Having only one hand, Ruunen could not save his right ear. The unprotected eardrum fluttered nervously. Then, in a quick explosion, a bubble of pure agony enveloped him. Pain was singing through his head as he crumbled to the ground. Half of him was deaf. His mind befogged, he gazed at the scene of destruction outside. The dragon’s voice had summoned a black, scowling storm which swirled in the heavens and spat clods of fire-cloaked rock upon the land.


    Suddenly the bridle was on, and Felanyl had opened the stall gate, and he was boosting Ruunen onto the horse’s naked back. Ethdal was thrown on behind him.


    ‘Papa!’ cried Ethdal.


    ‘Keep your legs long and grip with the thighs. Lean forward or you’ll fall. Hold onto your brother, Ethdal. Look straight ahead! Go to Helgen! Go!’


    ‘Papa, Papa, no—’


    Ruunen barely had the reins in hand when Polyxena lurched forward at a wild, unrestrained gallop. The elf stretched his legs below her belly, his knees digging into her sides. He leaned forward until he was almost kissing her billowing mane. Ethdal looked back and let out a sob. Felanyl was now so small and alone, standing in the shade of the empty stable.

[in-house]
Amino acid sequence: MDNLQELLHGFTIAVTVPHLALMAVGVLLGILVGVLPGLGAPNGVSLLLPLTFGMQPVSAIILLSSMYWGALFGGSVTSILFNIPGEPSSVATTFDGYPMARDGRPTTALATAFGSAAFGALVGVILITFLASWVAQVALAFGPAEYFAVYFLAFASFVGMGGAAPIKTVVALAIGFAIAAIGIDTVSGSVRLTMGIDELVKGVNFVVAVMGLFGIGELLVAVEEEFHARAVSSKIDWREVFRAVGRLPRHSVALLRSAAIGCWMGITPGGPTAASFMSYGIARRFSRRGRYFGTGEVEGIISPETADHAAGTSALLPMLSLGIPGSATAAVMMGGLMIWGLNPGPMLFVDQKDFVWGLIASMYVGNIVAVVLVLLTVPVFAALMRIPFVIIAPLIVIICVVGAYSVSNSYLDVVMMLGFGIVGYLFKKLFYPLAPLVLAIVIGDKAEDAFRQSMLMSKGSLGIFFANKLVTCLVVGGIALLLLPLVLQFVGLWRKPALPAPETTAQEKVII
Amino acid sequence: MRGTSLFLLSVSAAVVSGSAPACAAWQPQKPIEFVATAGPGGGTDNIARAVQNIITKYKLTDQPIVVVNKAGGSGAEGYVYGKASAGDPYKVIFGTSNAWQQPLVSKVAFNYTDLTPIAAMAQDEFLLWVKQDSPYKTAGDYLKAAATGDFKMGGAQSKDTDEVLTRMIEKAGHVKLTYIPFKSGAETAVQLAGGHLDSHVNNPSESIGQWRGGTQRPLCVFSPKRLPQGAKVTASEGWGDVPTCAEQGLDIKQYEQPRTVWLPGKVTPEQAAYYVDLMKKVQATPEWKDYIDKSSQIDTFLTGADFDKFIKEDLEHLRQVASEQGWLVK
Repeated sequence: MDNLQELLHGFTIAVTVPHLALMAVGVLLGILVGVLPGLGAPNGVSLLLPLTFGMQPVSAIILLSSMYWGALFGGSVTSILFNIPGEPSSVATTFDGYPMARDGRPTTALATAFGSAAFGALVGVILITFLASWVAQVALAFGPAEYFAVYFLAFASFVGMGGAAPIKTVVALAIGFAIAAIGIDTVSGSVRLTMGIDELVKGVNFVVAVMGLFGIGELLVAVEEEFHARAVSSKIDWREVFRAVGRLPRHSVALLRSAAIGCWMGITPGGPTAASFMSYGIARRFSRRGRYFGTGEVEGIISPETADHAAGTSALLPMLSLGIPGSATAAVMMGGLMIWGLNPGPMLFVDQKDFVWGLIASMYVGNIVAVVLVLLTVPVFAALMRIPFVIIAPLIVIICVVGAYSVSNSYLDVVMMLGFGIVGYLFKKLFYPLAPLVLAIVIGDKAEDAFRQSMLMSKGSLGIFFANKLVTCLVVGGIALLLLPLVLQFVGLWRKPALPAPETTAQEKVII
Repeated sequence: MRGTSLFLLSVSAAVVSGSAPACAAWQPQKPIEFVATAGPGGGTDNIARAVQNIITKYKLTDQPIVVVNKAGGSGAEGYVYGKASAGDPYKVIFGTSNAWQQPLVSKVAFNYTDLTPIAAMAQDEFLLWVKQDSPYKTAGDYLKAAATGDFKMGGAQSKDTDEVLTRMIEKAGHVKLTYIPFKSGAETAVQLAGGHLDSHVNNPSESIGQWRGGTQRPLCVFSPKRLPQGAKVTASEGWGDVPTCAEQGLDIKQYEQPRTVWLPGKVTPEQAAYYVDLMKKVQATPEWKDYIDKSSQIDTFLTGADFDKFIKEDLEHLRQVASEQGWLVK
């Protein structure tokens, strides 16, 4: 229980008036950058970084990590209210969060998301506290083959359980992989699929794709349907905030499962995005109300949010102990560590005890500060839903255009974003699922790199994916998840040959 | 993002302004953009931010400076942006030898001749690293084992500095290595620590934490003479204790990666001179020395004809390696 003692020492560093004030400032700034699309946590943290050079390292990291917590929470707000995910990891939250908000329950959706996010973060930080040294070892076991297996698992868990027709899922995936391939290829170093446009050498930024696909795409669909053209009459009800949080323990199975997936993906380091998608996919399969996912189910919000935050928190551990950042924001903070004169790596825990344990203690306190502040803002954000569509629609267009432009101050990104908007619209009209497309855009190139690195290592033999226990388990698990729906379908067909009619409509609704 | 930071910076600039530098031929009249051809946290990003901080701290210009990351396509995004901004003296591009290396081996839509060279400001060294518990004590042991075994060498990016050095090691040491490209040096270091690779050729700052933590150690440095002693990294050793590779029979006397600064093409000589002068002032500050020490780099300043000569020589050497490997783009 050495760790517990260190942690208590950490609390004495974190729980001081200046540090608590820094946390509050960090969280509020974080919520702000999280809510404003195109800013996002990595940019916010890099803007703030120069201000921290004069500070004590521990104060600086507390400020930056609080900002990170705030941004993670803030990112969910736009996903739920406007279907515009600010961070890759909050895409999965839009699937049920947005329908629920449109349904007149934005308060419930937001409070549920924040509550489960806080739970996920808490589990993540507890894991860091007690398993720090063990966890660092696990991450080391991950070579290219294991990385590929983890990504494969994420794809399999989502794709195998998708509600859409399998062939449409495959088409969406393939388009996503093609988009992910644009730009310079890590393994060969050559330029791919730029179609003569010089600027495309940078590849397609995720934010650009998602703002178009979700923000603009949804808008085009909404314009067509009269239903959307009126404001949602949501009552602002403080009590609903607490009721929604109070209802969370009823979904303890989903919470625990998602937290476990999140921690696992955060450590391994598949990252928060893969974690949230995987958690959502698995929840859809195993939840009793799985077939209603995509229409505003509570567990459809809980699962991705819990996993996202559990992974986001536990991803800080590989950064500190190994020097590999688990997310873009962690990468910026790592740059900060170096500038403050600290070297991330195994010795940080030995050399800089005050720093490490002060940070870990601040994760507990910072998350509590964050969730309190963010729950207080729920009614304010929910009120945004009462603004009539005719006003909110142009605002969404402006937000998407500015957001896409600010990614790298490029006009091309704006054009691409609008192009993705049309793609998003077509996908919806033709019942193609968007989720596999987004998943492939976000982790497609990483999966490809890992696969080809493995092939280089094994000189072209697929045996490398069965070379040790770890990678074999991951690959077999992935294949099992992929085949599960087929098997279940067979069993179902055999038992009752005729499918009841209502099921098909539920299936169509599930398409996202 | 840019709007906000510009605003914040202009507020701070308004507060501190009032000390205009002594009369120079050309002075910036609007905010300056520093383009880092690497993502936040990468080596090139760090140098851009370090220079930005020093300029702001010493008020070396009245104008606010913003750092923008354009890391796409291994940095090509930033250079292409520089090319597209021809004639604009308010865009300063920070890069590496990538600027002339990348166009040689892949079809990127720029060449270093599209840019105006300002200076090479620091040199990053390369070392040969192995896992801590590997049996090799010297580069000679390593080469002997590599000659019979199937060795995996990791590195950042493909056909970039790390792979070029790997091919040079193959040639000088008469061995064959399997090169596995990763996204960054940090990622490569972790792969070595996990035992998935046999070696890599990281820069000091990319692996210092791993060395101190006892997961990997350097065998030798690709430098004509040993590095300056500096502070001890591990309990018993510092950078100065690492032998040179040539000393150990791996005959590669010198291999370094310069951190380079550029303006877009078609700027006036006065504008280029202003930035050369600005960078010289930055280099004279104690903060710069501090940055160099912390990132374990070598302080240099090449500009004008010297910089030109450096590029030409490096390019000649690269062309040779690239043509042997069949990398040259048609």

‘Where’s the monster, where’s the monster?’ screeched Ruunen.


    ‘Circling high!’ shrieked Ethdal.


    The road was exposed to the dragon’s wrath, laying them bare for its watchful eye, but Polyxena was uncontrollable. Her strides were phrenetic enough to send jolts of pain through her passengers’ hips and up their spines. She quickly overtook the travellers running on foot, and was fast amongst the rest of the riders, skittering in synchronised flight as flame hailed upon them. The boiling skies seemed to follow.